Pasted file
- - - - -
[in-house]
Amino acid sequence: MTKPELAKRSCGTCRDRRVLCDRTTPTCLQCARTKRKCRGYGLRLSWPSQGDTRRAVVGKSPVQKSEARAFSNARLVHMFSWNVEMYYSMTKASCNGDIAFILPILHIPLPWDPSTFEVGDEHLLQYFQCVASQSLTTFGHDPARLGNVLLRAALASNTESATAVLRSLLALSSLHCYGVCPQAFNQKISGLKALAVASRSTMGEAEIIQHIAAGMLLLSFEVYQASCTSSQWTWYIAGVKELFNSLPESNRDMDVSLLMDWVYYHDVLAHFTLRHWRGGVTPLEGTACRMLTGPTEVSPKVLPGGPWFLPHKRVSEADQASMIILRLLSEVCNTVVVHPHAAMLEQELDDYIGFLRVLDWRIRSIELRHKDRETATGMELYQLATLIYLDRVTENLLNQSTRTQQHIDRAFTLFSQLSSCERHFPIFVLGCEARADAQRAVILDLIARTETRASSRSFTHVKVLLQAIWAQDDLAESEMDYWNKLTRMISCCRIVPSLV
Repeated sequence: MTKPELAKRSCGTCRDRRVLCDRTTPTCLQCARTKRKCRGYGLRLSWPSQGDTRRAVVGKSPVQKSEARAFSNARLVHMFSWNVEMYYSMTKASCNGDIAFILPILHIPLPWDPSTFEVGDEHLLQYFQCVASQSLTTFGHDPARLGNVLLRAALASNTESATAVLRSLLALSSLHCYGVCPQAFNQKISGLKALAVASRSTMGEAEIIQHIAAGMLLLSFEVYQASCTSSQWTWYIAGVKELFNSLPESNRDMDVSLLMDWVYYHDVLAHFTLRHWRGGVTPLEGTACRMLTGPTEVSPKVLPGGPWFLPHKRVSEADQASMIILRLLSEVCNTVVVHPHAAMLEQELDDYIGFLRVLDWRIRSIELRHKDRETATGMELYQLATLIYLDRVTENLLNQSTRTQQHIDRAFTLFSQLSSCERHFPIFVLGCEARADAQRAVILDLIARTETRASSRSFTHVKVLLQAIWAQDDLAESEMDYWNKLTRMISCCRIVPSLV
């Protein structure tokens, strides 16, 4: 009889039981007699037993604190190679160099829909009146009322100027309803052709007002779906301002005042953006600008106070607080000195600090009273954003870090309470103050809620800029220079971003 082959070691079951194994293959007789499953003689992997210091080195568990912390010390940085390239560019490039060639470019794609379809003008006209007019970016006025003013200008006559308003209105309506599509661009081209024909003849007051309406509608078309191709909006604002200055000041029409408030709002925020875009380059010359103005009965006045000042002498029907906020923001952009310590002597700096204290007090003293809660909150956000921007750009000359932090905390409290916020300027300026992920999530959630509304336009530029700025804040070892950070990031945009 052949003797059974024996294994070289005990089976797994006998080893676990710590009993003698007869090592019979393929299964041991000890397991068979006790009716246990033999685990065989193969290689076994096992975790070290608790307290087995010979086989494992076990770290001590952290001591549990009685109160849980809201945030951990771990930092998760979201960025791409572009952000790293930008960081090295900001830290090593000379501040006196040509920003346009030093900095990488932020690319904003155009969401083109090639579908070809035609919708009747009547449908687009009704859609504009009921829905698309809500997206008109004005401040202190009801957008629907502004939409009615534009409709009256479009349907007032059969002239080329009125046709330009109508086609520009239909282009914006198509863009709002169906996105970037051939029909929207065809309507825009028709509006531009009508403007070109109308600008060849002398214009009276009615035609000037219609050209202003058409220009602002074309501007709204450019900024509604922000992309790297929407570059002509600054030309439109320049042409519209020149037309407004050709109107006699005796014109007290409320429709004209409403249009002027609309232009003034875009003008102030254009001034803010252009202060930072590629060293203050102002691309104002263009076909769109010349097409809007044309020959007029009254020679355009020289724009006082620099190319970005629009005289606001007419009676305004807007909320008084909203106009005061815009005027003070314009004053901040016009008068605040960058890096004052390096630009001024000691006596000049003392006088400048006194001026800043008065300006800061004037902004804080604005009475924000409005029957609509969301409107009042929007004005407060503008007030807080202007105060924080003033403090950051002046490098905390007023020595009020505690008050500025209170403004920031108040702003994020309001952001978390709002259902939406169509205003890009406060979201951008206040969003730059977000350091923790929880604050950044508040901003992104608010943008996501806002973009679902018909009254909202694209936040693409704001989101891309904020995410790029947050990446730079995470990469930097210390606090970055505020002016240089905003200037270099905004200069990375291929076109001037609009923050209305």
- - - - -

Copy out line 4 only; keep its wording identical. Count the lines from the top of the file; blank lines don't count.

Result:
């Protein structure tokens, strides 16, 4: 009889039981007699037993604190190679160099829909009146009322100027309803052709007002779906301002005042953006600008106070607080000195600090009273954003870090309470103050809620800029220079971003 082959070691079951194994293959007789499953003689992997210091080195568990912390010390940085390239560019490039060639470019794609379809003008006209007019970016006025003013200008006559308003209105309506599509661009081209024909003849007051309406509608078309191709909006604002200055000041029409408030709002925020875009380059010359103005009965006045000042002498029907906020923001952009310590002597700096204290007090003293809660909150956000921007750009000359932090905390409290916020300027300026992920999530959630509304336009530029700025804040070892950070990031945009 052949003797059974024996294994070289005990089976797994006998080893676990710590009993003698007869090592019979393929299964041991000890397991068979006790009716246990033999685990065989193969290689076994096992975790070290608790307290087995010979086989494992076990770290001590952290001591549990009685109160849980809201945030951990771990930092998760979201960025791409572009952000790293930008960081090295900001830290090593000379501040006196040509920003346009030093900095990488932020690319904003155009969401083109090639579908070809035609919708009747009547449908687009009704859609504009009921829905698309809500997206008109004005401040202190009801957008629907502004939409009615534009409709009256479009349907007032059969002239080329009125046709330009109508086609520009239909282009914006198509863009709002169906996105970037051939029909929207065809309507825009028709509006531009009508403007070109109308600008060849002398214009009276009615035609000037219609050209202003058409220009602002074309501007709204450019900024509604922000992309790297929407570059002509600054030309439109320049042409519209020149037309407004050709109107006699005796014109007290409320429709004209409403249009002027609309232009003034875009003008102030254009001034803010252009202060930072590629060293203050102002691309104002263009076909769109010349097409809007044309020959007029009254020679355009020289724009006082620099190319970005629009005289606001007419009676305004807007909320008084909203106009005061815009005027003070314009004053901040016009008068605040960058890096004052390096630009001024000691006596000049003392006088400048006194001026800043008065300006800061004037902004804080604005009475924000409005029957609509969301409107009042929007004005407060503008007030807080202007105060924080003033403090950051002046490098905390007023020595009020505690008050500025209170403004920031108040702003994020309001952001978390709002259902939406169509205003890009406060979201951008206040969003730059977000350091923790929880604050950044508040901003992104608010943008996501806002973009679902018909009254909202694209936040693409704001989101891309904020995410790029947050990446730079995470990469930097210390606090970055505020002016240089905003200037270099905004200069990375291929076109001037609009923050209305």